Too harsh? Think back to a real populist period, say the late-19th century, when massive strikes shut down industry, when millions of working people were politically active, published their own newspapers, and created their own grassroots power centers. The work required to organize and educate workers in those days was especially hard, given the lack of instantaneous technological outreach. Yet it happened, all across the country. The elites of that time did tremble, until they unleashed federal troops on strikers and marchers, mowing them down with gunfire and clubs, throwing organizers in jail, suppressing newspapers. This continued right through the Woodrow Wilson years, a Democrat whom I credit in "Savage Mules" with creating the first modern American police state model, a gift that subsequent elites modified and streamlined to this day. And all along the way, people's political power has been crushed, bought off, or simply steered into the corporate parties.

Call me an asshole, but I don't see anything remotely approaching the collective activism of those earlier years. And yet, according to some liberal scribes, the earth is about to quake with democratic vigor. Frankly, Americans haven't lost enough for a united tear-it-down response. For a great number, there's still a ways to drop. And even then, when they have nothing left to lose, a significant portion will refrain from direct action and place their concerns with demagogues who thrive in moments of despair. Many people don't want to confront it, but our consumer paradise covers all manner of ugly, bigoted, violent sentiments. The reaction to the 9/11 attacks should remind you of that.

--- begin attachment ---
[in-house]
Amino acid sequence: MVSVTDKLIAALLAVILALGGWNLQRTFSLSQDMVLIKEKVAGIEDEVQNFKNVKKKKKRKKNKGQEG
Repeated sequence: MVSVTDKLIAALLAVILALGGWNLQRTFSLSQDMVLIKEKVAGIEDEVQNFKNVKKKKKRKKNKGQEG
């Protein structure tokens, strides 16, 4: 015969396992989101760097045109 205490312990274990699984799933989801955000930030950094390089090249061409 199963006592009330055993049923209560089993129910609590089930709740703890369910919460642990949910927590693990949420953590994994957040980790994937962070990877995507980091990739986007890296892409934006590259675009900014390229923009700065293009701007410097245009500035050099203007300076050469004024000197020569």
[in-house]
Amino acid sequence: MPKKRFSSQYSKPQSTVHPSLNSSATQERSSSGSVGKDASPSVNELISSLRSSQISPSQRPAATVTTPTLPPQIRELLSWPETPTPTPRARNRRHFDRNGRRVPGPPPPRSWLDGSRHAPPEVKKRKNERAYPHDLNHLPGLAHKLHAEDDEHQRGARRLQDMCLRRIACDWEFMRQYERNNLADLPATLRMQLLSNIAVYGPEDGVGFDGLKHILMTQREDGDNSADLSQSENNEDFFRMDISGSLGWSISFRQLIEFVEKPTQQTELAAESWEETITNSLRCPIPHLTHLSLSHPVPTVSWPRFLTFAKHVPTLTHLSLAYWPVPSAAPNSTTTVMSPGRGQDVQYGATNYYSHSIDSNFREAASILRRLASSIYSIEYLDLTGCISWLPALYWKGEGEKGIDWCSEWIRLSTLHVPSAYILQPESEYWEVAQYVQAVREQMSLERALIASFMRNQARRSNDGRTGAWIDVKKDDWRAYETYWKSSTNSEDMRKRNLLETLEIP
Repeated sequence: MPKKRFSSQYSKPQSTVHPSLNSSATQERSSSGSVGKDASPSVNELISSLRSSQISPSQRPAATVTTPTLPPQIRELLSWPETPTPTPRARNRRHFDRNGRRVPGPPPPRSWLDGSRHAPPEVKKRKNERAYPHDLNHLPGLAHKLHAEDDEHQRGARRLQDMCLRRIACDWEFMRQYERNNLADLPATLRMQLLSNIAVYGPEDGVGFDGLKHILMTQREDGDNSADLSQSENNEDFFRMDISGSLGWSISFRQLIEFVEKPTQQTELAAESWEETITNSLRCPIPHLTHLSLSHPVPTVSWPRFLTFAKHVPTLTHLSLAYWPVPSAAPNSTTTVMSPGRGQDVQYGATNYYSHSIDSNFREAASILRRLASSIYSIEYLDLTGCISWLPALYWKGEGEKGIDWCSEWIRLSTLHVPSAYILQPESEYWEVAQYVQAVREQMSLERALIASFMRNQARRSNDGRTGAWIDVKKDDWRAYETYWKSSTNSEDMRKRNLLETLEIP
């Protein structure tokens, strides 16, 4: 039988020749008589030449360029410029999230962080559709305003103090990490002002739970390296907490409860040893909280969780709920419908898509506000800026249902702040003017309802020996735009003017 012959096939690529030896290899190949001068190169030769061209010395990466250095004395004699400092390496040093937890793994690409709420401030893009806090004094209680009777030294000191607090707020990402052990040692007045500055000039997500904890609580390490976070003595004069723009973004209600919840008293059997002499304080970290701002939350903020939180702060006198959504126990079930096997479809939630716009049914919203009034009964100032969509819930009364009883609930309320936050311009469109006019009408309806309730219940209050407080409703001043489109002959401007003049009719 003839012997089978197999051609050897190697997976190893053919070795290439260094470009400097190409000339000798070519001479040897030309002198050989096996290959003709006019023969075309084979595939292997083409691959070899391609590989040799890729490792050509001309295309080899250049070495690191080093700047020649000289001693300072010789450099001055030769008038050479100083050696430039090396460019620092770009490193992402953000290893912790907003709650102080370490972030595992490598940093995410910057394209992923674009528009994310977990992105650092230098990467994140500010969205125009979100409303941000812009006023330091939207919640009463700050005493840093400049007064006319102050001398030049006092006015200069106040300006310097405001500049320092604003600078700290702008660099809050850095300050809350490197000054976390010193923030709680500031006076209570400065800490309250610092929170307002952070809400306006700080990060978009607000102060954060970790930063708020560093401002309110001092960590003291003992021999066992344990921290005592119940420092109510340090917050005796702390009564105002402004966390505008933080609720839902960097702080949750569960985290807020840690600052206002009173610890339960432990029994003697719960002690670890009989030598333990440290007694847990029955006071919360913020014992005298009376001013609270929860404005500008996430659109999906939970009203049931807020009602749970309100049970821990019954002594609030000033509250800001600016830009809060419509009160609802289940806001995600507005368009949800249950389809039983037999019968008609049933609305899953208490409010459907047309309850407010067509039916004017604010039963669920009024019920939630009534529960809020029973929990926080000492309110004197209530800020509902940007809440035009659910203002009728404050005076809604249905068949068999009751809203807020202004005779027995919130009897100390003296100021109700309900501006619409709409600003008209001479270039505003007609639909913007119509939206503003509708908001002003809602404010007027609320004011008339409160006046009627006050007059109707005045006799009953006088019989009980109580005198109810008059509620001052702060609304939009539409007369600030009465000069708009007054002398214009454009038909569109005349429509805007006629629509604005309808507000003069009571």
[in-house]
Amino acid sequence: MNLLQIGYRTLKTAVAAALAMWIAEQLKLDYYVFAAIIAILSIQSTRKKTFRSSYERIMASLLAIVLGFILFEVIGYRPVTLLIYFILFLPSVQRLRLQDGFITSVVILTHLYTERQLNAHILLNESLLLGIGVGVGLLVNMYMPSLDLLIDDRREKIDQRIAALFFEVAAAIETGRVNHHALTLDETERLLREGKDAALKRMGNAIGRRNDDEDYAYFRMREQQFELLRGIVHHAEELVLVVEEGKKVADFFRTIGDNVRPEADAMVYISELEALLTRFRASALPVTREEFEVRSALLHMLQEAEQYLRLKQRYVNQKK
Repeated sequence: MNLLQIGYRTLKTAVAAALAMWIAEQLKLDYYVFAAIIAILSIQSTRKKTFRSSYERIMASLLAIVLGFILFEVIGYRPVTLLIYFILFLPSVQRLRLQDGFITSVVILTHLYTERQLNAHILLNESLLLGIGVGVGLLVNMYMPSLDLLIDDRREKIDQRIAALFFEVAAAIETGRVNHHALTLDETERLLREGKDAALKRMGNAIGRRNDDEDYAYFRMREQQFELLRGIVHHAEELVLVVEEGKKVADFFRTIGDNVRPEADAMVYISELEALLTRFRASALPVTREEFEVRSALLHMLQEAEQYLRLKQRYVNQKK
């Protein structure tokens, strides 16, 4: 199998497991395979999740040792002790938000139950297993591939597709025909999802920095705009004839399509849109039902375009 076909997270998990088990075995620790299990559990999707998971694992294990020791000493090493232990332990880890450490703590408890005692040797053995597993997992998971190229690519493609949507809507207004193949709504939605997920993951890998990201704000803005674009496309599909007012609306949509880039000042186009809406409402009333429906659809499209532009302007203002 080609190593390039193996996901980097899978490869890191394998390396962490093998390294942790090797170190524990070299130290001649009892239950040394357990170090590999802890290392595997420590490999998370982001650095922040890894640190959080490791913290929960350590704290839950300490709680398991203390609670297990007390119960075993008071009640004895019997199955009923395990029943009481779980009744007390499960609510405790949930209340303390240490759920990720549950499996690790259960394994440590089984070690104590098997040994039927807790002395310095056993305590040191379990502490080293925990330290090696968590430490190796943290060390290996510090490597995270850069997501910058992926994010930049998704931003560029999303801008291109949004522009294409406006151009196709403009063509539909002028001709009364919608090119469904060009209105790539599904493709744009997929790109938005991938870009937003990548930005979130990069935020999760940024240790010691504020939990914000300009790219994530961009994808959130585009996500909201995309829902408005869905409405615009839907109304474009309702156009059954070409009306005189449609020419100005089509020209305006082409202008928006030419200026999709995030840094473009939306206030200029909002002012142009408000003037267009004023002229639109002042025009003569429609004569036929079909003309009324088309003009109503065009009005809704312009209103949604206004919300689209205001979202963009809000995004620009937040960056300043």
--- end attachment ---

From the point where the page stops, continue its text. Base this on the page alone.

I see it all around me, every day. That millions will vote for McCain/Palin tells us that countless Americans are fucked in the head. That millions more look to the warmongering Obama/Biden ticket for salvation confirms that we're simply fucked. I'm all for smashing this fixed arrangement, but fellow inmates, we must first learn to free ourselves. Voting for CHANGE ain't gonna cut it.

SPEAKING OF ANGER: Here's the trailer for "Der Baader Meinhof Komplex," Uli Edel's take on West Germany's Red Army Faction. I don't advocate this type of violent activity, especially when there's no popular support for such action. Still, you gotta admit, the RAF made the Weather Underground look Amish. But then, they were the first generation after Hitler. That's bound to make you a little nuts.